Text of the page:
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ESP’s Swimmers Dominating in the Pool on First Day of Games

Australia’s golden era of the pool is finally back after a stunning opening night of racing at the Commonwealth Games was capped with the swim team’s first world record since 2009.

Led by new darling of the pool Emma McKeon with two gold medals, Australia won three gold medals on the first night of racing with the women’s 4x100m freestyle relay team smashing a world record that has stood since the dreaded super suit era.

McKeon swam the third leg of the relay, her third race of the night which also included victory in the 200m freestyle and qualifying fourth fastest in the 100m butterfly.

(L-R) Cate Campbell, Bronte Campbell, Emma McKeon and Melanie Schlanger of Australia celebrate their world record and gold medal. Source: Getty Images

“Overwhelming I guess. I wasn’t expecting any of this. I don’t know. I’m speechless,” McKeon said.

“It’s something I wanted to do definitely, but I just wanted to come and do the best I could do and I guess that got me gold medals.”

It was a truly lionhearted performance from the 20-year-old as she joinedCate Campbell, Bronte Campbell and Melanie Schlanger in a resounding relay win in 3:30.98, almost a full second quicker than the time set by The Netherlands five years ago.

“Not only a world record a super suits world record, this is the stuff dreams are made of. It’s incredible,” Cate Campbell said.

Gold medallists Australia’s Cate Campbell, Australia’s Melanie Schlanger, Australia’s Emma McKeon and Australia’s Bronte Campbell are cheered on by members of the Australian swimming team. Source: AFP

“When we saw that world record set in 2009 we were like ‘well that’s it for the next 10 years’.

“This is beyond incredible and to share it with my sister is something that we could not have dreamed of.”

Schlanger was the only one of the quartet who actually realised the team had broken the world record and had to shout over the wild noise of the crowd to alert her teammates to their moment in history.

“To be part of a world record gives me goosebumps,” Schlanger said.

“Australia used to break them all the time. It used to kind of not be a big deal so to be a part of something that has brought that legacy back a little bit I’m sure we will see a few more tumbled in the next couple of years as we get closer to the suit records.

“We didn’t even talk about it to each other. It wasn’t even a topic we’d discussed. But I think we all kind of had an inkling in the back of our head we had a chance.

“I went nuts and they didn’t quite realise and I was telling them it was a world record. It was pretty cool, once they realised they were pretty excited.”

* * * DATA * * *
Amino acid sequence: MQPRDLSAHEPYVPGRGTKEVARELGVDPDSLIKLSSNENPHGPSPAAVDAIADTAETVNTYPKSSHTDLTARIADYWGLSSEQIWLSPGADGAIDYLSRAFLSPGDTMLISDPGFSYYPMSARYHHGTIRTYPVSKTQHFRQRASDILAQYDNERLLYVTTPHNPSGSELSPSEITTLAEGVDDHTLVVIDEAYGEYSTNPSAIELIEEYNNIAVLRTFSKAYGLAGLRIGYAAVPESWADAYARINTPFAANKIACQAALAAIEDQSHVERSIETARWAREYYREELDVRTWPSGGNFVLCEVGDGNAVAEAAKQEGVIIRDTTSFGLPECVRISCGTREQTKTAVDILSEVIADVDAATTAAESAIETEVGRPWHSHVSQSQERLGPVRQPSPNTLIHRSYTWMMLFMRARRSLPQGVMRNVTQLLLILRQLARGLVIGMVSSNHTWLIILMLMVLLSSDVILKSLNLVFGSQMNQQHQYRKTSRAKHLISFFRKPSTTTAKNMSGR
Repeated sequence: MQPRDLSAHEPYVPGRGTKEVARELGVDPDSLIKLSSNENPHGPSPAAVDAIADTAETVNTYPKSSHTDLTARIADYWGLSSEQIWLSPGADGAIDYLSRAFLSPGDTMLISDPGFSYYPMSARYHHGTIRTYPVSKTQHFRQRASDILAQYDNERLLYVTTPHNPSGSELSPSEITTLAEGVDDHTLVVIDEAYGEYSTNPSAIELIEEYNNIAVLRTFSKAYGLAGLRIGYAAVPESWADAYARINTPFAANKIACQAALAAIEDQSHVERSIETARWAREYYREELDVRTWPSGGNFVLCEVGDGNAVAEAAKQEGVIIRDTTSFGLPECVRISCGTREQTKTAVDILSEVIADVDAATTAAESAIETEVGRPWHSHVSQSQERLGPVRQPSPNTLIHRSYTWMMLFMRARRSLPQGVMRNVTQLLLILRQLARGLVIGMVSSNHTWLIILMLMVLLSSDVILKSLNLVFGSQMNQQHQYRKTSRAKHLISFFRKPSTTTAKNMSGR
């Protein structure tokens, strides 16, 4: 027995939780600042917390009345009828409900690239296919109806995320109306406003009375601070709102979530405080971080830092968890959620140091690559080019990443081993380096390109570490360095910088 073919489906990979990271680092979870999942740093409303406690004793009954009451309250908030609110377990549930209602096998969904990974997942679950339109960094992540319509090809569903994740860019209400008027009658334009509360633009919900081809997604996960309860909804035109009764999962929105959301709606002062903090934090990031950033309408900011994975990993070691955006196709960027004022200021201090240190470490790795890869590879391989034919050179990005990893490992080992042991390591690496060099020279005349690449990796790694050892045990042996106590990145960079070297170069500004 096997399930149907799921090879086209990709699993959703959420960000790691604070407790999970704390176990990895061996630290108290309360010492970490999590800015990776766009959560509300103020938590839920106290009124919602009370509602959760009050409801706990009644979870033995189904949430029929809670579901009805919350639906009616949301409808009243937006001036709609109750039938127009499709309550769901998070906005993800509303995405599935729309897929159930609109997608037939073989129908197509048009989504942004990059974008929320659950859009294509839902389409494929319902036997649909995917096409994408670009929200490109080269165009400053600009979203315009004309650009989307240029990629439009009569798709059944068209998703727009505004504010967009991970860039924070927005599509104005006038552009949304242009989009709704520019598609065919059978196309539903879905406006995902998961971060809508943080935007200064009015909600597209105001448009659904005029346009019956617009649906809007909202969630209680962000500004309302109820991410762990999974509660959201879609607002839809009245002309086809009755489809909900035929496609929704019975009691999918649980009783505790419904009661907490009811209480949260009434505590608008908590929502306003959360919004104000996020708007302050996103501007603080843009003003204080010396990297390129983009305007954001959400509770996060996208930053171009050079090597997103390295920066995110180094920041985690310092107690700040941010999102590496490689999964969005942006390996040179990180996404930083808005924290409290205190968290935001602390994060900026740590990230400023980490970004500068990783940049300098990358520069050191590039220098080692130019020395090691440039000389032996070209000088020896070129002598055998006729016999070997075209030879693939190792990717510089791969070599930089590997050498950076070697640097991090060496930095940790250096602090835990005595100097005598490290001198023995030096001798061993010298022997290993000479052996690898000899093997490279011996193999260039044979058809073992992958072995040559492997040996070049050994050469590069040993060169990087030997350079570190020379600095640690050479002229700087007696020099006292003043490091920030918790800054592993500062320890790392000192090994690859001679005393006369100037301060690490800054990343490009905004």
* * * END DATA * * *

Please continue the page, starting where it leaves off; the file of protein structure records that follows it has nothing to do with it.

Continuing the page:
Bronte Campbell (L), Melanie Schlanger (C) and Emma McKeon of Australia cheer on the way to setting the record.Source: Getty Images

Bronte Campbell said a world record was simply beyond anything she’d ever dreamed about growing up as an aspiring swimmer. Her head was spinning so much she still didn’t know their time more than half an hour after the win.

“To be brutally honest I had no idea, I don’t know what time we did, I don’t even know what the world record was or is now,” Bronte said.

“The only reason I knew what was going on is because I clued in the crowd was going nuts and Mel was going crazy.

“I just can’t believe it. Its beyond words, it’s not something I’d ever thought of. It hadn’t crossed my mind, that makes it more special.”

Earlier McKeon had followed in the giant footsteps of her father Ron McKeon and won the 200m freestyle gold medal at the Commonwealth Games here in Glasgow exactly 36 years after his win in the same event at Edmonton.

She won in a time of 1:55.57 from England’s Siobhan O’Connor (1:55.82) with Australia’s Bronte Barratt claiming the bronze in 1:56.62.

“I definitely enjoyed it all, walking around the pool deck and signing the national anthem,” McKeon said.

“My family is just very proud of me and my brother.”

It was a superb victory by McKeon coming hot on the heels of her older brother David McKeon’s silver medal swim in the 400m freestyle – an event Ron had also won in Edmonton in 1978.

McKeon was gallantly beaten to the gold medal in a thrilling final, taking silver in 3:44.09 as Canada’s Ryan Cochrane produced a stunning final 100m burst to claim gold in 3:43.46.

 

David McKeon had been the hot pre-race favourite but can take solace in the fact the Canadian’s time was beyond anything the Australian had ever swum in his career.

 

McKeon had been well clear for the first 300m of the race but his flying start came back to bite him in the last two laps as the Canadian distance specialist finished all over the top of him.

 

“I’m really happy with it, it’s a silver medal,” David McKeon said.

 

“I still have to work on my race speed but this was a stepping stone

through to Rio and I think I put together a good day here. I made the final so that was a big step for me. When I started the sport four years ago this was the team I wanted to make and I wanted to go well here.

 

“This is my third year on the team and I can’t ask for more than that.’’

Australia also claimed a gold medal in the Para-sport men’s 100m freestyle with Rowan Crothers (54.58s) breaking the world record and leading home a cleansweep for the country from Matthew Cowdrey(56.33s) and Brenden Hall (56.85s).

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